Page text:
– Low-Cost Projectors. Portable, low-cost projectors are changing the way that accounting firms make new client pitches and present findings to management teams. Once forced to resort to paper documents — or computer screens that could barely be seen — these presentations can now be taken from the PC to the big screen with minimal cost and effort.
– Hollywood & Netflix. Accounting Road Warriors need the ability to watch streaming content, whether it is a CPE course or a movie at the end of the day. Particularly with hotels increasingly limiting or over-pricing their in-room selections. That’s why it is disconcerting to see major Hollywood studios trying to drive Netflix out of business by keeping them from getting access to the best in film fare. Since they have no offerings of their own to compete with Netflix, consumers who use that service will be left in the lurch.
– Notification of Data Breaches. If you’ve watched the news lately, you’ve been inundated with stories of one data breach after another. Credit card information stolen. Secrets hacked. Customer data stolen. And while the number of such hacking incidents is rising, it is not rising as quickly as you might think. The real reason for the increase in news stories? Companies are being required to report the data breaches publicly if they want the insurance companies to cover their losses. A scary increase in reporting, but necessary in the long run.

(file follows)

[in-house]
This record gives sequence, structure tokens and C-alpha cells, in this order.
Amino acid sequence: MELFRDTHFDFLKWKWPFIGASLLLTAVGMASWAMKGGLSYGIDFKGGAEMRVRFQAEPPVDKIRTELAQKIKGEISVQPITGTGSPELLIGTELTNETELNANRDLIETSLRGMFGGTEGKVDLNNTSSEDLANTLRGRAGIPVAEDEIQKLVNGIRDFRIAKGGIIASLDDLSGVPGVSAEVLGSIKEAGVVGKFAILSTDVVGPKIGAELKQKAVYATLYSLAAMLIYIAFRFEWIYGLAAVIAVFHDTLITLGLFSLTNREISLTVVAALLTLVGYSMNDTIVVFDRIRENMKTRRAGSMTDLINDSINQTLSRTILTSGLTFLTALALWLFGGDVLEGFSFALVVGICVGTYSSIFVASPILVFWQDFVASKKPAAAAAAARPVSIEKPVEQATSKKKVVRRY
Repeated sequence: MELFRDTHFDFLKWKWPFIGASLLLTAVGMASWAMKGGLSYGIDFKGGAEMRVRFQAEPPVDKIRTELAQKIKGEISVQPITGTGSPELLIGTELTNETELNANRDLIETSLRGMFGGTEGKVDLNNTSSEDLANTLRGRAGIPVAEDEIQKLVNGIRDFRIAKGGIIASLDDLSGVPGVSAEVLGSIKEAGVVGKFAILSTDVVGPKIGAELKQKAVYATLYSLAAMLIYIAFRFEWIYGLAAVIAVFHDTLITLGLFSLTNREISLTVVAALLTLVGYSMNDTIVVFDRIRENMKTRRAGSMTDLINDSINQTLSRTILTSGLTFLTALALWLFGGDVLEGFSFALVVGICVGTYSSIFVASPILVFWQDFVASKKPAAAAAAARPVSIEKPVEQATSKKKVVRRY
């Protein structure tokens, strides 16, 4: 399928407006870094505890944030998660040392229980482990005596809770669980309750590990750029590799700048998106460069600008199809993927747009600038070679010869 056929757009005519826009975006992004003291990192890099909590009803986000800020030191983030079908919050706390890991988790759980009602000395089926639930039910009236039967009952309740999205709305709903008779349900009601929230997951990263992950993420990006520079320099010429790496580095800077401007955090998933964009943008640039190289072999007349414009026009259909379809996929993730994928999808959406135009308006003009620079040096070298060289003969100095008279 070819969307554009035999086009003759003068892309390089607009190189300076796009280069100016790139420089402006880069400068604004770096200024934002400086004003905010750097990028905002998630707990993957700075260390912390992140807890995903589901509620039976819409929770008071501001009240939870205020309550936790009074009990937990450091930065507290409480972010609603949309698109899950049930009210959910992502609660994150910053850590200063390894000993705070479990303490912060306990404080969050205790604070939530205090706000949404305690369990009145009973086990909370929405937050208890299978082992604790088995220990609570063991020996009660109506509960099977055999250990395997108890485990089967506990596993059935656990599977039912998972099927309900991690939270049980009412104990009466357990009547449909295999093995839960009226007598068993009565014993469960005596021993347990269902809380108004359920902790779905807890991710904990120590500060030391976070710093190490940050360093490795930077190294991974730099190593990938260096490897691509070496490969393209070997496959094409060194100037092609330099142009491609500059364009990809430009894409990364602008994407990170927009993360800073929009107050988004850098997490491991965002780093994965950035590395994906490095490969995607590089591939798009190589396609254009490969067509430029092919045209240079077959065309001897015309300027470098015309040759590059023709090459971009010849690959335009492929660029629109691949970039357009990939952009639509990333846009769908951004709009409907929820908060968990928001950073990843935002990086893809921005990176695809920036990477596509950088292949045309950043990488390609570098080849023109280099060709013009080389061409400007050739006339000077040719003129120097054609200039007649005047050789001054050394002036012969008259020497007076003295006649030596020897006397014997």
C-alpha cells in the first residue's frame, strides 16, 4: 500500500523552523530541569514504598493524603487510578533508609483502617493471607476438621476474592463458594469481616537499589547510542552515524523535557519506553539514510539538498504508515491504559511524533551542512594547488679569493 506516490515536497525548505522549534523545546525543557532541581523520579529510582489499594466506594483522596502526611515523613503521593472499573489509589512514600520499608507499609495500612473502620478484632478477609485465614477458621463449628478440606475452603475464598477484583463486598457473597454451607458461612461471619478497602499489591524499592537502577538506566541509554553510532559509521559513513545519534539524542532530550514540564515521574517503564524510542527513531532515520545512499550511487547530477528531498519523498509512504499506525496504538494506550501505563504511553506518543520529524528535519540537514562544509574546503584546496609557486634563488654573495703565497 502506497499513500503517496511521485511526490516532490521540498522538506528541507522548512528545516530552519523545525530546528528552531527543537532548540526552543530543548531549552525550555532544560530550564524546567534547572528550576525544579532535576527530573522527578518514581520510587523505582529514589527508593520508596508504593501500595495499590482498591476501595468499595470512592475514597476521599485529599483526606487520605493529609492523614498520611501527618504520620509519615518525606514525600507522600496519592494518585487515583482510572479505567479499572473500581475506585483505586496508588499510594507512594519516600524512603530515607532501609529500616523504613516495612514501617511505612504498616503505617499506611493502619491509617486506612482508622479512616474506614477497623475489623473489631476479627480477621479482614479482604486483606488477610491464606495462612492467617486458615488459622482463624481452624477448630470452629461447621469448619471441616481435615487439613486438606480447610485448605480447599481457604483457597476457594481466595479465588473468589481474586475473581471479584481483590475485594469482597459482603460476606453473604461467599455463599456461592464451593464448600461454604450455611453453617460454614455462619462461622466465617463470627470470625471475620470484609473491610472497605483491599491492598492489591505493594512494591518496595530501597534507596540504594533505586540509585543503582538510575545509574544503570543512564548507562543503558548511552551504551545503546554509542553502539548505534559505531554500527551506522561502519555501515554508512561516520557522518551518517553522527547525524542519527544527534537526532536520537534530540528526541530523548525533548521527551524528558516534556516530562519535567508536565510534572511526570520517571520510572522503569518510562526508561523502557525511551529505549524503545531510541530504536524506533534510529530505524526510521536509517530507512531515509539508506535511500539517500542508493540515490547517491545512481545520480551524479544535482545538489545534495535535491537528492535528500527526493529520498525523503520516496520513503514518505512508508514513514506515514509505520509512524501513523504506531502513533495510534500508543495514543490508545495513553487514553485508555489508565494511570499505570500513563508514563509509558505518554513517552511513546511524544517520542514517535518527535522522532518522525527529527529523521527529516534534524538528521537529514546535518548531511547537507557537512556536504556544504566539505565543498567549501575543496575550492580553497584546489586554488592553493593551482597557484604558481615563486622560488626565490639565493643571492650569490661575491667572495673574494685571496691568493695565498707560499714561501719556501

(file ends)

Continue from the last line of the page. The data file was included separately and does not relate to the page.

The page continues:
– Internet Usage Tools. As ISPs moved to tiered data usage, one stumbling block has been the inability of users to easily monitor how much of their allotted data they have used. ISPs — particularly the major national ones — have released new and improved tools to keep track of your usage (and avoid high penalty fees). It’s a shame that they are needed … but useful.
– The Social Media Wars. Google+ and Facebook are going to war over the users of their respective social media sites. But the objective is not to win the hearts of consumers or even out-do one another in terms of the services they provide. These two companies — with Yahoo and Microsoft on the sidelines — are going to war over who can collect and sell our personal data to advertisers. The winner will make millions. The loser will as well. Only consumers will be left with less than they have today.